Sebastian Neubert, a project manager at the Berlin manufacturing development unit of Siemens Power and Gas (PG), is working together with design specialists and experts from Corporate Technology to adapt a comprehensive chain of 3D CAD models for the entire gas turbine production process and to establish comprehensive chains of data. He describes the advantages of such a model as follows: “The burner components for our new generation of gas turbines are the first parts for which we have created comprehensive 3D CAD models for the manufacturing process. These models have shortened the throughput time for each component from eight weeks to five and increased the utilization of machine tool capacity by ten percent.”
Bernhard Wegner, who heads the Berlin-based design team, adds: “The new 3D CAD modeling methods and their associated administrative tools provide us with an important shortcut to the product and reduce the time needed to proceed from the development stage to production by as much as three months. Moreover, these improvements enable us to contribute our know-how regarding manufacturing processes and techniques to a product’s development from the very start in order to improve quality and at the same time reduce costs.”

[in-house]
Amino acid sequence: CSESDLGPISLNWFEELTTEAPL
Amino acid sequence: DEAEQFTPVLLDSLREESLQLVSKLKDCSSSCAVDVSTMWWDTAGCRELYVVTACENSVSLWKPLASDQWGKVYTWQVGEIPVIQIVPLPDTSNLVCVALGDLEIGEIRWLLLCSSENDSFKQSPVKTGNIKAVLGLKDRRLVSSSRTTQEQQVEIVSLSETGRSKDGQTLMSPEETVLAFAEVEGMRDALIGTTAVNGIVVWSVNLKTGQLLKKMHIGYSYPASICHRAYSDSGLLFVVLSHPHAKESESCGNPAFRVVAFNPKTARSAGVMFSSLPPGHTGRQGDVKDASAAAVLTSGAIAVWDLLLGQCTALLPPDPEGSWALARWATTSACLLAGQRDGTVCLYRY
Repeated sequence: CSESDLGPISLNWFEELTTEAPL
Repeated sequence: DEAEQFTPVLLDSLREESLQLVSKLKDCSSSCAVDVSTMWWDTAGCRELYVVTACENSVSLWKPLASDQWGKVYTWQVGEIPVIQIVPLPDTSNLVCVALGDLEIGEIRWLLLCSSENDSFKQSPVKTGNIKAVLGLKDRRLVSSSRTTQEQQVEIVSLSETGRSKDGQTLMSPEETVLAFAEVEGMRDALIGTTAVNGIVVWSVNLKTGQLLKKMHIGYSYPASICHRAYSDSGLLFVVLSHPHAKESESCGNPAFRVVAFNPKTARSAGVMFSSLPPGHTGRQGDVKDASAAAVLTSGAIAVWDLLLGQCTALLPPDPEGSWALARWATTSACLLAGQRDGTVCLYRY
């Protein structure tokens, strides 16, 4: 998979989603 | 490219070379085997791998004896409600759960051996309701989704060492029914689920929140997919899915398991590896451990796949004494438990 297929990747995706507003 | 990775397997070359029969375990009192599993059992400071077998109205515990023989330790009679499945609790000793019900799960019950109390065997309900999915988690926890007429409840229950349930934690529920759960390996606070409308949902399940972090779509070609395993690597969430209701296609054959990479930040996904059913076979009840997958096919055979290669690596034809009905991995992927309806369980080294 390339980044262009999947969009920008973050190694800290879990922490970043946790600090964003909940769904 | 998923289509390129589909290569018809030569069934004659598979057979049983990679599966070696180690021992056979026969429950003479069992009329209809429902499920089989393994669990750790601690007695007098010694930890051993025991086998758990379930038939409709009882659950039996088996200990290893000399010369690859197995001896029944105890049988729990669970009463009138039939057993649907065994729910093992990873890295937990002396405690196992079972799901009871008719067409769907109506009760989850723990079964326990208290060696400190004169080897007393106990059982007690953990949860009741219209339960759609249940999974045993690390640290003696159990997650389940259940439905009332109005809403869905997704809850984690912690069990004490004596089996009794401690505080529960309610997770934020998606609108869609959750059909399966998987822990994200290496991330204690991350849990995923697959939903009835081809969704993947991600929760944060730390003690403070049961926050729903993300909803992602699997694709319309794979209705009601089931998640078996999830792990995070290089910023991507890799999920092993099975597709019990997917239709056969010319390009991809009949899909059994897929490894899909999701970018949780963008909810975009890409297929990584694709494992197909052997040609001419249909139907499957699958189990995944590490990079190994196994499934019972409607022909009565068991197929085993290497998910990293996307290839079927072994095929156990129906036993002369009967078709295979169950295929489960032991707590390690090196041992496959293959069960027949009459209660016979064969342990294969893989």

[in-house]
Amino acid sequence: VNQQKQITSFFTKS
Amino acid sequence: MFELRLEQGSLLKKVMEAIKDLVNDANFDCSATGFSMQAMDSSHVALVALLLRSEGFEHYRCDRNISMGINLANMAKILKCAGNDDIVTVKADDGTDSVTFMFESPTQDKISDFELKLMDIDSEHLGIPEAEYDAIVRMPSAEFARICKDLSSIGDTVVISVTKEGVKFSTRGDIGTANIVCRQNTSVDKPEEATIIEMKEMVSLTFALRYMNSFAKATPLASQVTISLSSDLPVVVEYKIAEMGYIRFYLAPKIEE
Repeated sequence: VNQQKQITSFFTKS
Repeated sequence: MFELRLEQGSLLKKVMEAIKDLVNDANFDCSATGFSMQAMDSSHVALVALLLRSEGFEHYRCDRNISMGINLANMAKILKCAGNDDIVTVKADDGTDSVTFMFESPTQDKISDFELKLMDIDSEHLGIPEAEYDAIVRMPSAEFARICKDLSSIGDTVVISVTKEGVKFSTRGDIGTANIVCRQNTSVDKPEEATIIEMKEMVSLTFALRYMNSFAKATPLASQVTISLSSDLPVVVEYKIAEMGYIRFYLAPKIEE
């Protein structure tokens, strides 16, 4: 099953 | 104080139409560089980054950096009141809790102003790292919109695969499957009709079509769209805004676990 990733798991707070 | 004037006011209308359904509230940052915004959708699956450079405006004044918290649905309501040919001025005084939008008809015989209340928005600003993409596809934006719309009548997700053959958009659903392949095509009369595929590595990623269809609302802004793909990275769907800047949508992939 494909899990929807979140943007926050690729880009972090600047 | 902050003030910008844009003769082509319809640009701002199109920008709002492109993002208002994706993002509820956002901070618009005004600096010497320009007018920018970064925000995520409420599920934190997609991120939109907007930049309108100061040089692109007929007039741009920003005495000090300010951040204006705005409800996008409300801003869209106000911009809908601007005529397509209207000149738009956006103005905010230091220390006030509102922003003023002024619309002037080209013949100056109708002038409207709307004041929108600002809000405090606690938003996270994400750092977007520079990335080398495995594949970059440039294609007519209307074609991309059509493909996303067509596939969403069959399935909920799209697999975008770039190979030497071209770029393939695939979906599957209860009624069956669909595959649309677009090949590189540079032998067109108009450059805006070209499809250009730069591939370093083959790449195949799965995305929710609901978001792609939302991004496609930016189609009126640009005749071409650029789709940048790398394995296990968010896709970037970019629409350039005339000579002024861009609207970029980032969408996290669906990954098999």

In an associated achievement, an in-depth analysis and correlation of previously unused data enabled Siemens Corporate Technology researchers to improve the evaluation of the gas flow during the operation of a gas turbine burner. As a result, the researchers were able to dispense with a laborious measurement process, thus accelerating the evaluation throughput time by 20 percent.
As the next step in modeling the entire gas turbine production process, Siemens researchers plan to create a model of a turbine blade that is so data rich that associated machine tool programming can be derived directly from it. The ultimate aim is to gradually introduce this new process chain strategy for all of a gas turbine’s key components. In addition, CT experts want to transfer this digital production concept to other areas, such as drive technologies, wind power, electric motors, and the additive manufacturing of components.